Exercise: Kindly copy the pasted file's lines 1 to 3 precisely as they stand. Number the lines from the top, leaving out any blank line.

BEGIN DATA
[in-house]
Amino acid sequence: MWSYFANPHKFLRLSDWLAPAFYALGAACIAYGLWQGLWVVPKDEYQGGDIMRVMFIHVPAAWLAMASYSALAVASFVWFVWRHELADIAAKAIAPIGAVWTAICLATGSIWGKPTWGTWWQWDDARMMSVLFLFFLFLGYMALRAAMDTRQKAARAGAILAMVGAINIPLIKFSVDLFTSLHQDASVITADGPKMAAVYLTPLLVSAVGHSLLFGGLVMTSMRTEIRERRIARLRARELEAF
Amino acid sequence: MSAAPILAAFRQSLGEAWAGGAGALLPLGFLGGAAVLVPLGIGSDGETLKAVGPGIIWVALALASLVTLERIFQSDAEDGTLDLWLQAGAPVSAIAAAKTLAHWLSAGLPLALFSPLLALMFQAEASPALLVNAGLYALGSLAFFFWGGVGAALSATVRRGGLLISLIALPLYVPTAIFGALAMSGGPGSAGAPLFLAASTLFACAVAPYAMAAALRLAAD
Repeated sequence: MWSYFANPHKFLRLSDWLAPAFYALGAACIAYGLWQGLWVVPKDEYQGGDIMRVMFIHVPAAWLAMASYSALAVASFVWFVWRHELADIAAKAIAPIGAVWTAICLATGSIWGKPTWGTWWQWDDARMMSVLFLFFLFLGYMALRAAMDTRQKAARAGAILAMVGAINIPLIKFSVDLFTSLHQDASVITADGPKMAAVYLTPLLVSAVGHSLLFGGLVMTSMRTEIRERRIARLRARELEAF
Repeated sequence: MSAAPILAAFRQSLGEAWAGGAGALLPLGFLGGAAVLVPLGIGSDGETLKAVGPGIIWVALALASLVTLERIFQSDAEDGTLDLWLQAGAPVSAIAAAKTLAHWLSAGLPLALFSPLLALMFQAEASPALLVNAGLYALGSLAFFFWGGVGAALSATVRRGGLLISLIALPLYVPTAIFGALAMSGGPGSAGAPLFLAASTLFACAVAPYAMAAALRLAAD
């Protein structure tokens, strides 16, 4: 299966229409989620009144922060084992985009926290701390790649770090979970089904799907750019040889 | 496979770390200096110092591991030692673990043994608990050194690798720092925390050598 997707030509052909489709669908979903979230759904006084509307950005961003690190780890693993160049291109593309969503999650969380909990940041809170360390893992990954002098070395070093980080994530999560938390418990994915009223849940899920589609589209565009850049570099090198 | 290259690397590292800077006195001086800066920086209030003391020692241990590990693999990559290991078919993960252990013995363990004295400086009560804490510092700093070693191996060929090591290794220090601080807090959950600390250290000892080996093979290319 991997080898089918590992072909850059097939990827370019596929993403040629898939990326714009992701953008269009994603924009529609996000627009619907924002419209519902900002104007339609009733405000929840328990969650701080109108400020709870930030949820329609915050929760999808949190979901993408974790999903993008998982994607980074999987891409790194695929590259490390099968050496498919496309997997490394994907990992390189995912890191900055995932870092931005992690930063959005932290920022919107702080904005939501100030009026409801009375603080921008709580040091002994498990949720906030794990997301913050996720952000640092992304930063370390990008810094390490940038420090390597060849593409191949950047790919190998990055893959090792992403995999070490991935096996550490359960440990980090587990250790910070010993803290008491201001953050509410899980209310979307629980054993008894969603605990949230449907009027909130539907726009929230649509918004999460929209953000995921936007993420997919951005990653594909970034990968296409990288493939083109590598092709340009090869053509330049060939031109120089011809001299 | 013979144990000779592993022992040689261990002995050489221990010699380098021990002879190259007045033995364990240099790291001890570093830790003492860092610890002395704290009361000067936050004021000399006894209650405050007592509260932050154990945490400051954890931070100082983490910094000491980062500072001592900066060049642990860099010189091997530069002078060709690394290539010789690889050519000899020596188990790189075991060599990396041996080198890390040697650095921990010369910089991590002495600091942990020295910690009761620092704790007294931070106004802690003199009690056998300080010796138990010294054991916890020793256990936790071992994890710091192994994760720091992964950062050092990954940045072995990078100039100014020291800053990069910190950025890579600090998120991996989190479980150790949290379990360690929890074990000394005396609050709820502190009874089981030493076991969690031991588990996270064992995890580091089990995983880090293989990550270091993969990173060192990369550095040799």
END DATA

[in-house]
Amino acid sequence: MWSYFANPHKFLRLSDWLAPAFYALGAACIAYGLWQGLWVVPKDEYQGGDIMRVMFIHVPAAWLAMASYSALAVASFVWFVWRHELADIAAKAIAPIGAVWTAICLATGSIWGKPTWGTWWQWDDARMMSVLFLFFLFLGYMALRAAMDTRQKAARAGAILAMVGAINIPLIKFSVDLFTSLHQDASVITADGPKMAAVYLTPLLVSAVGHSLLFGGLVMTSMRTEIRERRIARLRARELEAF
Amino acid sequence: MSAAPILAAFRQSLGEAWAGGAGALLPLGFLGGAAVLVPLGIGSDGETLKAVGPGIIWVALALASLVTLERIFQSDAEDGTLDLWLQAGAPVSAIAAAKTLAHWLSAGLPLALFSPLLALMFQAEASPALLVNAGLYALGSLAFFFWGGVGAALSATVRRGGLLISLIALPLYVPTAIFGALAMSGGPGSAGAPLFLAASTLFACAVAPYAMAAALRLAAD